For example, many upperclass Nicaraguans send their kids off to boarding school in Switzerland which is what happened to my parents. They’re both Nicaraguan and they actually met in Switzerland when they were teenagers studying there! How’s that for ironic? But then there’s also a lot of poverty.

I’m now a student at UCLA and I’m very interested in Latin American studies, especially of Nicaragua which has had such a tumultuous love-hate relationship with the United States. Despite the many issues this country faces, there is so much natural beauty. Gorgeous beaches and islands, jungles, volcanoes, nightlife, jewelery and name brand retailers at discount prices, some of the best surfing in the world, and very kind warm people (unlike snobbier colder and more expensive Costa Rica).

I urge anyone interested in a vacation to consider Nicaragua. There are many luxury five stars hotels as well as condo and home rentals and “green” or eco resorts that are good for the environment. Tourism has had a very positive effect in this tiny country and your dollars would go a long way in bettering the lives of citizens there - most importantly, the children.

JD 04.16.09 | 8:53 PM ET

Nicaragua is something of an undiscovered gem.  I’ve written a lot about Granada which is among the oldest and best preserved cities in the Western Hemisphere.  I could not over state what an approachable, easy going experience we had!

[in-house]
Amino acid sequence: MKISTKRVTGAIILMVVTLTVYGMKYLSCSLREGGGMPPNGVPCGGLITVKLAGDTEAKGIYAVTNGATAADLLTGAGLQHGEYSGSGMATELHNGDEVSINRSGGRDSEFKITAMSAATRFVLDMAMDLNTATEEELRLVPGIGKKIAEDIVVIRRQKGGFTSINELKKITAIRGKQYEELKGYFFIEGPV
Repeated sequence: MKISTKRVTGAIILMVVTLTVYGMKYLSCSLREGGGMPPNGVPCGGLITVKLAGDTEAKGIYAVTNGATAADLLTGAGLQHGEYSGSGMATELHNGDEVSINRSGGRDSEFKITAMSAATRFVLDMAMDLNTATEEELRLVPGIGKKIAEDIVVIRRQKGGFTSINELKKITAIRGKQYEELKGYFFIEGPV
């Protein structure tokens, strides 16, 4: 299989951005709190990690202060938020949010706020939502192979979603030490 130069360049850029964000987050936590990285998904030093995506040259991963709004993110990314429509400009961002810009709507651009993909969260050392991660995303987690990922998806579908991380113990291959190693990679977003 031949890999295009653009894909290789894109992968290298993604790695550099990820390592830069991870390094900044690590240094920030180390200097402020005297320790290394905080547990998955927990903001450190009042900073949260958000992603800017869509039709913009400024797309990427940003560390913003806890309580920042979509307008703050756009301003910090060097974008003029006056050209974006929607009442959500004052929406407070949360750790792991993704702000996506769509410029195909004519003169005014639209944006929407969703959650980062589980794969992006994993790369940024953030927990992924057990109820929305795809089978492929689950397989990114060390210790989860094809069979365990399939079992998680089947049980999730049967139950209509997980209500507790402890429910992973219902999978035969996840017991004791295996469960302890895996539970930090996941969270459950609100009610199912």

Lindsey 04.16.09 | 10:51 PM ET

All the power to you that your son is growing up in a world far from video games and virtual reality! Your being a great Dad!

Children have the ability to see past judgement and just be there in the moment. Chances are, that when your little boy is old enough to think about what is going through your brain on this whole thing…... his perspective will be far lighter and even better than we adults can imagin!

pirano 04.24.09 | 9:08 AM ET

A very nice read. I’ve visited Nicaragua several times—primarily in the 1990s—and have found virtually all the people—yes, even the “haves”—to be overwhelmingly friendly, courteous, interesting and interested. I really hope to visit again one day.

Jason 05.14.09 | 5:47 AM ET

Great article. I can relate to what “Jen P” said about there not being a lot of middle ground in Nicaragua. I’m from Boston and my Mom is Nicaraguan and my Dad is American. My mother has Nicaraguan relatives that are very well off. My cousins also went to boarding school in Switzerland and are now attending private colleges here in the U.S. but their permanent home is still in Nicaragua.

We have visited them in Nicaragua and have stayed in their beautiful luxury home which makes my parent’s typical middle class Boston house seem like a shoe in comparison. And the thing is, just a 45 minute drive away you will see some tiny shack homes alongside dirt roads that people actually live in. It’s really unbelievable the differences between the Nicaraguan citizens.

In one town there might be a family that can’t even read and in another town there will be a family that has had the best education money can buy. Usually the wealthy won’t mix with the “campesinos” and this is sad because the “campesinos” could use all the help they can get from their better off countrymen.